Eddy-covariance measurements of CO2 exchange above a Sahelian savanna consisting of small shrubs over a near-continuous herb layer were made during the HAPEX-Sahel experiment in Niger, West Africa. The measurements were made near-continuously during an 8-week period, covering the main part of the rainy season and three weeks at the beginning of the dry season. The measurements were corrected for in-canopy storage of CO2 and the night-time measurements used to derive respiration functions for the soil, roots and above-ground plant material. Photosynthetic CO2 uptake was estimated and compared to simulations using a biochemical photosynthesis model in a simple, ‘big-leaf’, implementation. The model satisfactorily reproduced the measurements (coefficient of determination 0.80) using parameters defined from the literature and based on soil nutrient concentrations. When the quantum yield (α) and rubisco capacity (Vmr) were fitted to the data with allowance for physiological changes through the season, an excellent agreement between model and measurements was obtained (coefficient of determination 0.93, RMS error 1.46 μmol m–2 s–1).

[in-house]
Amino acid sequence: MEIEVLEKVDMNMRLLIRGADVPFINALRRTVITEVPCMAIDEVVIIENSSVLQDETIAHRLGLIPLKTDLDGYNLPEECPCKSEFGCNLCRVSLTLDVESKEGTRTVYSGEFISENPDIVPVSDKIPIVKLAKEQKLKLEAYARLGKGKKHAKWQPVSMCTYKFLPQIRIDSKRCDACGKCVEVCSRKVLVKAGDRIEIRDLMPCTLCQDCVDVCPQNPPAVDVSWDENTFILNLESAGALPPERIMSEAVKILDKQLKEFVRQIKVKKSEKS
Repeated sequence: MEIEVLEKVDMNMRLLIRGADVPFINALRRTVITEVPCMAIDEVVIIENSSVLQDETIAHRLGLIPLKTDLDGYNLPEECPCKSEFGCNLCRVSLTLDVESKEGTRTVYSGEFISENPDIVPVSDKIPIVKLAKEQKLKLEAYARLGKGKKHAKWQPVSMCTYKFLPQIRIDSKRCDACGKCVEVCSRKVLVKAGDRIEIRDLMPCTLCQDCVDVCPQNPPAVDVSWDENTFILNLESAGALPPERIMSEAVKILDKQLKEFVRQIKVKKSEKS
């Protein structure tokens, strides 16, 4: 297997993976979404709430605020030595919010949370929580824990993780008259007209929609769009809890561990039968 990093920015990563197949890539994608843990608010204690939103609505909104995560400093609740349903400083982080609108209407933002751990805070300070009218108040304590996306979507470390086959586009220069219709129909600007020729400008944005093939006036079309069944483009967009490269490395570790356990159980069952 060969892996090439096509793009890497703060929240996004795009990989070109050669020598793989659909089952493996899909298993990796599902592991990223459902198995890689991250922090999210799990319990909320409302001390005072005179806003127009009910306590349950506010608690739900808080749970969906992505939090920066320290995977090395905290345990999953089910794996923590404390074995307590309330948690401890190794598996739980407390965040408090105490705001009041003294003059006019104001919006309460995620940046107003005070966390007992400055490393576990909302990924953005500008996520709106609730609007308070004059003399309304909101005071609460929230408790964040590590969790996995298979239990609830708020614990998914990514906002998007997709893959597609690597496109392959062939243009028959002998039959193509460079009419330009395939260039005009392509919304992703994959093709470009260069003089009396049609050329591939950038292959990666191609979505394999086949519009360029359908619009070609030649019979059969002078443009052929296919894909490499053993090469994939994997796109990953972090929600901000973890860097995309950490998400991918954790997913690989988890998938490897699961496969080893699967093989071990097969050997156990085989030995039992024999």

The fitted photosynthesis and respiration model was used to estimate the carbon balance of the savanna site during the growing season of 1992 and for the complete calendar year. Harvest estimates of net plant biomass accumulation during the growing season and annual wood accumulation agreed well with modelled net photosynthesis and annual net carbon accumulation, respectively. Peak instantaneous ecosystem CO2 uptake was comparable to peak values observed in other biomes, but annual photosynthesis and carbon sequestration were considerably lower than observed elsewhere.